When Snow (Guy Pearce) was charged with first degree murder, he was sentenced to serve time in M.S. One, a maximum security prison in space where the inmates were cryogenically frozen in order to minimize incidents. Meanwhile, the president’s daughter, Emilie (Maggie Grace), currently on a mission to make sure that the prisoners were being treated fairly, became trapped inside the space station when all the captives were woken from their slumber, caused a riot, and demanded to be set free. In turn, authorities informed Snow that if he alone could rescue Emilie, he would be pardoned of the crime he didn’t commit. Directed by James Mather and Stephen St. Leger, although “Lockout” showed promise with its template involving a clear-cut rescue mission, it quickly turned into an action film devoid of fun and thrill. It seemed like the only thing it had going for it was Snow’s sarcastic remarks. Each jab was like an open sore ripe for the picking; a possibility that perhaps Snow didn’t have the easiest of childhoods. Everything and everyone was suffocatingly serious, almost robotic, that a glimmer of a genuine human personality was not only welcome, it felt critical to the survival of our interest in the film. Still, aside from Snow’s wit and endurance to take punches, we knew nothing about him. He was fun only on the outside which made the eventual romantic connection between Snow and Emilie very unconvincing and desperate. For someone who was supposed to be worldly, Emilie was incredibly annoying. Her self-righteousness made me question if she really was worth saving. I disliked her so much, I wished halfway through that Snow would realize what a pain she was and force her to drag her own weight. It seemed like every time they had an option to get out, she found a way to sabotage his hard work. I found no reason for him to be attracted to her aside from her looks. Furthermore, the action sequences were limp. The motorcycle chase scene on land looked very much like video game released ten years ago, its blurriness and lack of lighting were utilized as so-called techniques to hide its lack of pixelation. I actually snickered to myself because it was all supposed to be moody and futuristic. I didn’t buy it one bit. The battles that took place in space also lacked a proper level of believability. When crafts exploded and missiles sped through one another, loud booms and swishing noises could be heard. I could have ignored that space was a vacuum if it had had several interesting things to offer. But since I was so fatigued from the passive script and lack of originality, I was more sensitive of its shortcomings. Based on the screenplay by Stephen St. Leger, James Mather, and Luc Besson, “Lockout” presented very little substance and even less energy. The tattooed prisoners, obviously the villains, might as well have been target practice in a shooting range. Most of them did nothing, said nothing, thereby amounted to nothing. There were supposed to be almost five hundred prisoners in the facility. I think I only saw about fifty walking about. The rest of them probably remained asleep in the realization that the movie was not worth their attentions.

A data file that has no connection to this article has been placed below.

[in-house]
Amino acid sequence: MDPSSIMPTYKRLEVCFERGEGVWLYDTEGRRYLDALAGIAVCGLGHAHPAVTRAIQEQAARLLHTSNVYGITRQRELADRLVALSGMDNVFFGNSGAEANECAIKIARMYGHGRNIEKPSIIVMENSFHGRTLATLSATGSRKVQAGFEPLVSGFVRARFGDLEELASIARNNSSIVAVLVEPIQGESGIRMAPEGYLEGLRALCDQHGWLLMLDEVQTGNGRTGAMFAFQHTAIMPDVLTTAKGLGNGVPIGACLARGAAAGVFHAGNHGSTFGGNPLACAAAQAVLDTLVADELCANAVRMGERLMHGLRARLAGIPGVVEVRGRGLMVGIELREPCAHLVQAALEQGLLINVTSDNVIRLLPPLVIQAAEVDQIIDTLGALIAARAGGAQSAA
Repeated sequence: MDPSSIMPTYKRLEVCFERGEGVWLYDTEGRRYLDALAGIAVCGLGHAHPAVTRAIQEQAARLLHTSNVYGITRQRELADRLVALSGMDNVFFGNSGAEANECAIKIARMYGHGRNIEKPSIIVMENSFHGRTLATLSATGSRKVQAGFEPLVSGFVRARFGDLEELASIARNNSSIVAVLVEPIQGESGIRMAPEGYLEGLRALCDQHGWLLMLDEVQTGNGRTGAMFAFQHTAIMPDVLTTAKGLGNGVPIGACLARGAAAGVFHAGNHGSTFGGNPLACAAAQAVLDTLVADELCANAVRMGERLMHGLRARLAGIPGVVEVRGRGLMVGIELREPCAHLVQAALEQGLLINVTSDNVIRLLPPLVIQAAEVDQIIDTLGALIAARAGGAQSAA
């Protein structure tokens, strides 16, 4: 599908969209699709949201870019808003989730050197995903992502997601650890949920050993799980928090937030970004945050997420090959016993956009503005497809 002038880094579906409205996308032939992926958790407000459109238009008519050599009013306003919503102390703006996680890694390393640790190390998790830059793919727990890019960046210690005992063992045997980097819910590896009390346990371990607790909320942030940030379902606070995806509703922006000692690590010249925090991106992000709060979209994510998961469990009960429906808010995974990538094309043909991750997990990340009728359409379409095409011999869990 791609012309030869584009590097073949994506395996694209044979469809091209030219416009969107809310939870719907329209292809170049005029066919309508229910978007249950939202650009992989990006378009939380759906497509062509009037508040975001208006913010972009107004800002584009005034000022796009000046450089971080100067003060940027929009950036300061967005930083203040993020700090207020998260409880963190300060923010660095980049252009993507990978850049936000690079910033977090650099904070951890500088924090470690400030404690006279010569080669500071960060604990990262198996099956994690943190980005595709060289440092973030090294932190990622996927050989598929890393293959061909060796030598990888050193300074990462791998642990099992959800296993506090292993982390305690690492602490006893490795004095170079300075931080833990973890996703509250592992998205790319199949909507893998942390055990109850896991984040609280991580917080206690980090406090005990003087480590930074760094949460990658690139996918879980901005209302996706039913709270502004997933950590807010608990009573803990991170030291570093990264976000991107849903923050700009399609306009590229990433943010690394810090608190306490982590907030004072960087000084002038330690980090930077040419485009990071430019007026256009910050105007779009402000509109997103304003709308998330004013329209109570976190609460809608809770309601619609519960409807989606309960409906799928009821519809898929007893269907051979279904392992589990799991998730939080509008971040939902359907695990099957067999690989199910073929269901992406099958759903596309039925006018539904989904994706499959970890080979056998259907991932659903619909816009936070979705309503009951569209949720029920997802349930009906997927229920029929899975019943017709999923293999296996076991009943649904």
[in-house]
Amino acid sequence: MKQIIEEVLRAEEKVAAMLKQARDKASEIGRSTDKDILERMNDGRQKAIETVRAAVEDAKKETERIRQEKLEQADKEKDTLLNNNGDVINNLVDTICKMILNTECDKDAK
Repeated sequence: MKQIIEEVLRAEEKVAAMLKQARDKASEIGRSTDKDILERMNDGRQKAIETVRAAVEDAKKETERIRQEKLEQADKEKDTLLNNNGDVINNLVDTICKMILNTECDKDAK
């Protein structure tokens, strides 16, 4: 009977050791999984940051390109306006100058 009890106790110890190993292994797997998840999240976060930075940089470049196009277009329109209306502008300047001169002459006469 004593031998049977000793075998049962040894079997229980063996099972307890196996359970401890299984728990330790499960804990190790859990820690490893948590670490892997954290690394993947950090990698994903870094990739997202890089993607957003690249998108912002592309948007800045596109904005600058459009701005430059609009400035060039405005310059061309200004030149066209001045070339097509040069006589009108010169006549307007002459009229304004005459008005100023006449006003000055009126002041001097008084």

Taken (2008)
★★★★ / ★★★★

The best thing about this movie was its intensity. From start to finish my heart was racing like crazy because I knew that something bad was always bound to happen. Liam Neeson stars as an ex-CIA agent father who embarks on a mission in Paris to rescue his daughter (Maggie Grace) from the hands of slave traders. I can see why this became a sleeper hit: it had a lot of genuine thrills, exciting action sequences, and a plot that was easy to understand. Aside from the obvious rescue mission, this was a story of revenge in its purest form, supported by the fact that Neeson’s character did not take any prisoner. This was essentially a very “guy” movie because the lead character had a one-track mind and would do anything–even hurt innocents–to get to his daughter. I’ve heard a lot of complaints from audiences that it did not make any sense that a “regular guy” suddenly turned into a Jason Bourne (from the “Bourne” series). I am happy to say that those people simply did not pay attention because in the exposition of the picture, it was discussed that Neeson’s character was once a part of the CIA. I feel that this criticism needs to be addressed because, as a person who waited to see this film on DVD, such comments implanted a seed in my head that the movie was going to be unbelievably atrocious. It was far from ridiculous because active agents who go on assassination missions do exist and, as we very well know (unless one is so deluded or lives in a bubble), slave trade exists as well. Lastly, I have to commend Neeson for essentially carrying this entire movie. Not only was I convinced that he was a dangerous man, but I was convinced that he was a father who really loved his daughter more than anybody in the world, including himself, even if his gestures were not quite appreciated given the amount of thought and effort that was put into them. (He’s very detailed-oriented.) Directed by Pierre Morel, “Taken” is a must-see movie for fans of secret agent films and those who love great suspense mixed with good action sequences.